Appeal from the Order of the Court of Common Pleas of Philadelphia County in the case of Robert M. Kerbeck, Kerbeck Lincoln Mercury and Alexander A. Karpinski v. Commonwealth of Pennsylvania, Department of Transportation, Bureau of Traffic Safety Operations, No. 4149 October Term, 1981.
William J. Wheeler, for appellants.
Glenn R. Davis, Assistant Counsel, with him Harold H. Cramer, Assistant Counsel, Ward T. Williams, Chief Counsel, and Jay C. Waldman, General Counsel, for appellee.
Judges Rogers, Craig and MacPhail, sitting as a panel of three. Opinion by Judge Rogers.
[ 74 Pa. Commw. Page 301]
A motor vehicle inspection station and a certified inspection mechanic have appealed from an order of the Philadelphia Court of Common Pleas affirming, after a hearing de novo, the actions of the Department of Transportation suspending for six months each the inspection station's certificate of appointment and the mechanic's certification as an inspection mechanic.
The appellants admitted at the hearing in the common pleas court that on or about July 20, 1981 the mechanic inspected four motor vehicles at the inspection station and affixed official inspection stickers, which stickers were authorized for attachment only to vehicles to be inspected during a period commencing August 1, 1981. The mechanic also recorded in the official state station inspection record that the inspections had been made August 1, 1981. The mechanic testified that the violations were occasioned by the station's having run out of stickers authorized for use before August 1, 1981.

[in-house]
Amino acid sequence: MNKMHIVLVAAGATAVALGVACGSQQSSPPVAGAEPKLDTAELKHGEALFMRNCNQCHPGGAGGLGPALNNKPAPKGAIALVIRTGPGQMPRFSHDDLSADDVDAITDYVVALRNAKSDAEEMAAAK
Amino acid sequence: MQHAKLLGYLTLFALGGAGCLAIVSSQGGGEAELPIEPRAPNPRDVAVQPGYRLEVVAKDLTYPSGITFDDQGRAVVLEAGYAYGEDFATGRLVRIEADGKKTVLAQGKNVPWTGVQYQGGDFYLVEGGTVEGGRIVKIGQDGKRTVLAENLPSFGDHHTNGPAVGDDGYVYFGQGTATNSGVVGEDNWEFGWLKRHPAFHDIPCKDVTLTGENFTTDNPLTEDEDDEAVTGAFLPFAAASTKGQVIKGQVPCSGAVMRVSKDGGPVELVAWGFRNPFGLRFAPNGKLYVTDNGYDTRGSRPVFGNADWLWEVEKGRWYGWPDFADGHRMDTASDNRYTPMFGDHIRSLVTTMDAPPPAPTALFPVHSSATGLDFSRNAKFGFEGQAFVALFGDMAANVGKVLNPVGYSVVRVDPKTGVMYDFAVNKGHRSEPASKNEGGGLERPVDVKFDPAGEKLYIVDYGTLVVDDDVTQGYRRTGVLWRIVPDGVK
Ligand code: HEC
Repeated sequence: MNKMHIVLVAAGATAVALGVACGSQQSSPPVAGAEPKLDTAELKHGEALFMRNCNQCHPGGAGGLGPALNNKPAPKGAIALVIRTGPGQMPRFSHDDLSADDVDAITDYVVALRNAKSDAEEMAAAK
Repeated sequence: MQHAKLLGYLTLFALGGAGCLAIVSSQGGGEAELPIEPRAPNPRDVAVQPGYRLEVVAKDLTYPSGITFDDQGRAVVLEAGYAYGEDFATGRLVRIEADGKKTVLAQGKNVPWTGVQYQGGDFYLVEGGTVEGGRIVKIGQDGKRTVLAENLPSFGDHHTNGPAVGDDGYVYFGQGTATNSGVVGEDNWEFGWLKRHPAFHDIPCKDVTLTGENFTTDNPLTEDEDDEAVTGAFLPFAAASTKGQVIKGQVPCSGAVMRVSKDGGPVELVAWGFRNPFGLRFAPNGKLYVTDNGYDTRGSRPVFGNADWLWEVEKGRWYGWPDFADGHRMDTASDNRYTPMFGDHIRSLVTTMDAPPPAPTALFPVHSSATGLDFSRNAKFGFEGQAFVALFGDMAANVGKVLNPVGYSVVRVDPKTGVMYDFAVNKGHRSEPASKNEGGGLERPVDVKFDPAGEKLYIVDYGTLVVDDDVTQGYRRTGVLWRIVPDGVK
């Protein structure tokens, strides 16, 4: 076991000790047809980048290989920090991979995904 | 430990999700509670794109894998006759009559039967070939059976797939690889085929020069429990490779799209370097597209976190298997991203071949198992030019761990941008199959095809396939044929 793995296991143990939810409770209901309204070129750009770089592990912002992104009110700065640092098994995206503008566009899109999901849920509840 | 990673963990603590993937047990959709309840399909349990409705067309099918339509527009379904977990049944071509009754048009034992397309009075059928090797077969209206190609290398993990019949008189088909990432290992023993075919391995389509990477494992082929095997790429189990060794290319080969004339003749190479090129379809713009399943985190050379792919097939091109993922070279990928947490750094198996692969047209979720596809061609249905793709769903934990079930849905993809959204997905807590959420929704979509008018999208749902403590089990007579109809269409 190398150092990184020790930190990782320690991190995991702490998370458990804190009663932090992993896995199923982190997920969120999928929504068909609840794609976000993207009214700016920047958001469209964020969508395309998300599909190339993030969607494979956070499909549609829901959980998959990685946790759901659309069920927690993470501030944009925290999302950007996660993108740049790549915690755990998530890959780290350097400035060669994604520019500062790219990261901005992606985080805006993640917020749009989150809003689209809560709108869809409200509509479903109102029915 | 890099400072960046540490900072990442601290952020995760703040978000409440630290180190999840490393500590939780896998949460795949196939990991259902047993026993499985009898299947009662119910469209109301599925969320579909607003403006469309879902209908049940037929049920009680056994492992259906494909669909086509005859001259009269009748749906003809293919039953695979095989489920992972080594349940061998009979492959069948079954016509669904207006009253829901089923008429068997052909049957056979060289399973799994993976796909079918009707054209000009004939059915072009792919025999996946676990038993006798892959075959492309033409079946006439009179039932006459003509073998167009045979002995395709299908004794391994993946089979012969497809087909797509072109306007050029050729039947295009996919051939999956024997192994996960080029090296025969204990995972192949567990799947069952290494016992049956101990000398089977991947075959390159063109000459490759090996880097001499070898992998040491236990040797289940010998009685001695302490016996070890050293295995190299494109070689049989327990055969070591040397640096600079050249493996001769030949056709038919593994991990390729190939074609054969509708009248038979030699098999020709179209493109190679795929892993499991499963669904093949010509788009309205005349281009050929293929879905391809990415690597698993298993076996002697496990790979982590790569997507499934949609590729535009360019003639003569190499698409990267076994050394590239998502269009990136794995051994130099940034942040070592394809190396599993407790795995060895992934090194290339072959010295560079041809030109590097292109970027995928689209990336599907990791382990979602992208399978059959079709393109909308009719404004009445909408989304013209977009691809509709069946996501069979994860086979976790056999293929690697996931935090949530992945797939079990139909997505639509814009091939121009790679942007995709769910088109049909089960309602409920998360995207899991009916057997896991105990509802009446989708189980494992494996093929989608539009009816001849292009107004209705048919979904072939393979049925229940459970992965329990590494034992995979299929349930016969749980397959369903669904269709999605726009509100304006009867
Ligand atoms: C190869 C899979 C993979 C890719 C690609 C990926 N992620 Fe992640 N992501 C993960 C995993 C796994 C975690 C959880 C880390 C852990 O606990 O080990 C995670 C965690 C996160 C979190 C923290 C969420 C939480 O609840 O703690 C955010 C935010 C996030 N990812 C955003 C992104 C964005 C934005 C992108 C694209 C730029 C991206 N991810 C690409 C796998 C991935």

While both the station and the mechanic are named as appellants, the written argument is directed only to the interests of the station. Its contention is that the court erred in concluding that the Department of Transportation had not committed an abuse of discretion by imposing a suspension instead of issuing a so-called consent warning pursuant to department regulation at 67 Pa. Code § 175.221(8):
The Department, in its discretion, may permit the station to consent to the acceptance of a
[ 74 Pa. Commw. Page 302]
warning in lieu of a first offense suspension if the station owner, appointee, and supervisors were without knowledge of the offense, and could not have known of the offense. The consent warning shall only be issued to stations which have had no suspendable offenses for a period of three years prior to the date of the offense which is being considered. The station bears the burden of proving that it provided proper supervision of the employe who committed the offense, but that such supervision could not have prevented the offense. Consent warnings replace the first offense suspension, and a second violation will be considered a second offense. . . . (Emphasis added.)
Unfortunately for the station, it did not bring itself within the allowance of the regulation because its evidence demonstrated that it in fact did not provide supervision of the employee who committed the offense. The station manager testified only that he issued work orders to the mechanic and that it was the responsibility of the mechanic to enter the fact of the use of the stamps in the state inspection record. The owner of the station testified that he did not have a policy of reviewing inspection records to determine whether or not the inspections were done properly because he "hired what I believe to be competent people, and that was my way to supervise it by hiring competent people to do the job."
We may overturn the discretionary acts of an agency where it has acted in bad faith, fraudulently, or capriciously or committed a manifest abuse of its power. Goodman Appeal, 425 Pa. 23, 227 A.2d 816 (1967). This record plainly did not support an order ...